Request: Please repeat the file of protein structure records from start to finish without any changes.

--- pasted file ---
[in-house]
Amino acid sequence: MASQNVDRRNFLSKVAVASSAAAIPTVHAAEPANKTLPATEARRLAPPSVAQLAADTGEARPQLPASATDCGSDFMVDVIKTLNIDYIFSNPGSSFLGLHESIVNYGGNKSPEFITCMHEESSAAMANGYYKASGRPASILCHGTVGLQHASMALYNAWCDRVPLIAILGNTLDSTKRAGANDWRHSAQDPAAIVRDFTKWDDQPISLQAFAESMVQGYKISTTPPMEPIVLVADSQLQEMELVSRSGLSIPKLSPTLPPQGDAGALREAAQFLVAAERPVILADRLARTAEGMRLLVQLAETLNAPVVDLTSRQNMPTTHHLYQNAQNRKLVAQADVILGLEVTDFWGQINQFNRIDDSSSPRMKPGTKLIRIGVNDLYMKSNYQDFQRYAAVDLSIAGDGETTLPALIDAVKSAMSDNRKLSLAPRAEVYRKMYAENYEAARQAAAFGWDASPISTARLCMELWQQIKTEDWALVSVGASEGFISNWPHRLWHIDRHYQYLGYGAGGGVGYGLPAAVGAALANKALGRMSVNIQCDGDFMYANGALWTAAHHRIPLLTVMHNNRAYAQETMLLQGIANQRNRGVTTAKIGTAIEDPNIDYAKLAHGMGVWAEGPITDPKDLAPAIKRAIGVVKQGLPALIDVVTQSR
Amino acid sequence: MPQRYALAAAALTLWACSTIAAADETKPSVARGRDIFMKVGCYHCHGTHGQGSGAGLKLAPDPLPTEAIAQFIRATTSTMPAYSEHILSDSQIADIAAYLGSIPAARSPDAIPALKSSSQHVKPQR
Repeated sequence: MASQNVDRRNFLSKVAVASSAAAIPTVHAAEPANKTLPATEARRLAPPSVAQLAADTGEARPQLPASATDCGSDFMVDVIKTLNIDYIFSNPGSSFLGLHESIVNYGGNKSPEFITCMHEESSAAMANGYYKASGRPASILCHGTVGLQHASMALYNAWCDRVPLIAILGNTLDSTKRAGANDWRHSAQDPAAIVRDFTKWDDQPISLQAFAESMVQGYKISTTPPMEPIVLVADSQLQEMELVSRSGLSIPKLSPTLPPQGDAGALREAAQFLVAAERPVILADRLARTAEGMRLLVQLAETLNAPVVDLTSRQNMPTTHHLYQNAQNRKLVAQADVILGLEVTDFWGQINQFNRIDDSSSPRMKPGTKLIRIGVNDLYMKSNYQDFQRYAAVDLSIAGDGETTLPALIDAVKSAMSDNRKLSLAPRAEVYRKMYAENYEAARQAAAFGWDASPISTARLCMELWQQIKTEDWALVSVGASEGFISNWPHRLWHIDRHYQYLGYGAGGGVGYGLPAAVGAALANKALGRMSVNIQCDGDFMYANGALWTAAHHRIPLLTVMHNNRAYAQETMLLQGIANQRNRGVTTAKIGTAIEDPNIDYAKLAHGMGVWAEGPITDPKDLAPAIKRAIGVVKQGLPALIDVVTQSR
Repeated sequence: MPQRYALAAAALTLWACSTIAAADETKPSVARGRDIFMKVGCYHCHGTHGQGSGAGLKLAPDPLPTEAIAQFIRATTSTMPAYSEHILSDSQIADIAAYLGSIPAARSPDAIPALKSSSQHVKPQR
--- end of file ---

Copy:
[in-house]
Amino acid sequence: MASQNVDRRNFLSKVAVASSAAAIPTVHAAEPANKTLPATEARRLAPPSVAQLAADTGEARPQLPASATDCGSDFMVDVIKTLNIDYIFSNPGSSFLGLHESIVNYGGNKSPEFITCMHEESSAAMANGYYKASGRPASILCHGTVGLQHASMALYNAWCDRVPLIAILGNTLDSTKRAGANDWRHSAQDPAAIVRDFTKWDDQPISLQAFAESMVQGYKISTTPPMEPIVLVADSQLQEMELVSRSGLSIPKLSPTLPPQGDAGALREAAQFLVAAERPVILADRLARTAEGMRLLVQLAETLNAPVVDLTSRQNMPTTHHLYQNAQNRKLVAQADVILGLEVTDFWGQINQFNRIDDSSSPRMKPGTKLIRIGVNDLYMKSNYQDFQRYAAVDLSIAGDGETTLPALIDAVKSAMSDNRKLSLAPRAEVYRKMYAENYEAARQAAAFGWDASPISTARLCMELWQQIKTEDWALVSVGASEGFISNWPHRLWHIDRHYQYLGYGAGGGVGYGLPAAVGAALANKALGRMSVNIQCDGDFMYANGALWTAAHHRIPLLTVMHNNRAYAQETMLLQGIANQRNRGVTTAKIGTAIEDPNIDYAKLAHGMGVWAEGPITDPKDLAPAIKRAIGVVKQGLPALIDVVTQSR
Amino acid sequence: MPQRYALAAAALTLWACSTIAAADETKPSVARGRDIFMKVGCYHCHGTHGQGSGAGLKLAPDPLPTEAIAQFIRATTSTMPAYSEHILSDSQIADIAAYLGSIPAARSPDAIPALKSSSQHVKPQR
Repeated sequence: MASQNVDRRNFLSKVAVASSAAAIPTVHAAEPANKTLPATEARRLAPPSVAQLAADTGEARPQLPASATDCGSDFMVDVIKTLNIDYIFSNPGSSFLGLHESIVNYGGNKSPEFITCMHEESSAAMANGYYKASGRPASILCHGTVGLQHASMALYNAWCDRVPLIAILGNTLDSTKRAGANDWRHSAQDPAAIVRDFTKWDDQPISLQAFAESMVQGYKISTTPPMEPIVLVADSQLQEMELVSRSGLSIPKLSPTLPPQGDAGALREAAQFLVAAERPVILADRLARTAEGMRLLVQLAETLNAPVVDLTSRQNMPTTHHLYQNAQNRKLVAQADVILGLEVTDFWGQINQFNRIDDSSSPRMKPGTKLIRIGVNDLYMKSNYQDFQRYAAVDLSIAGDGETTLPALIDAVKSAMSDNRKLSLAPRAEVYRKMYAENYEAARQAAAFGWDASPISTARLCMELWQQIKTEDWALVSVGASEGFISNWPHRLWHIDRHYQYLGYGAGGGVGYGLPAAVGAALANKALGRMSVNIQCDGDFMYANGALWTAAHHRIPLLTVMHNNRAYAQETMLLQGIANQRNRGVTTAKIGTAIEDPNIDYAKLAHGMGVWAEGPITDPKDLAPAIKRAIGVVKQGLPALIDVVTQSR
Repeated sequence: MPQRYALAAAALTLWACSTIAAADETKPSVARGRDIFMKVGCYHCHGTHGQGSGAGLKLAPDPLPTEAIAQFIRATTSTMPAYSEHILSDSQIADIAAYLGSIPAARSPDAIPALKSSSQHVKPQR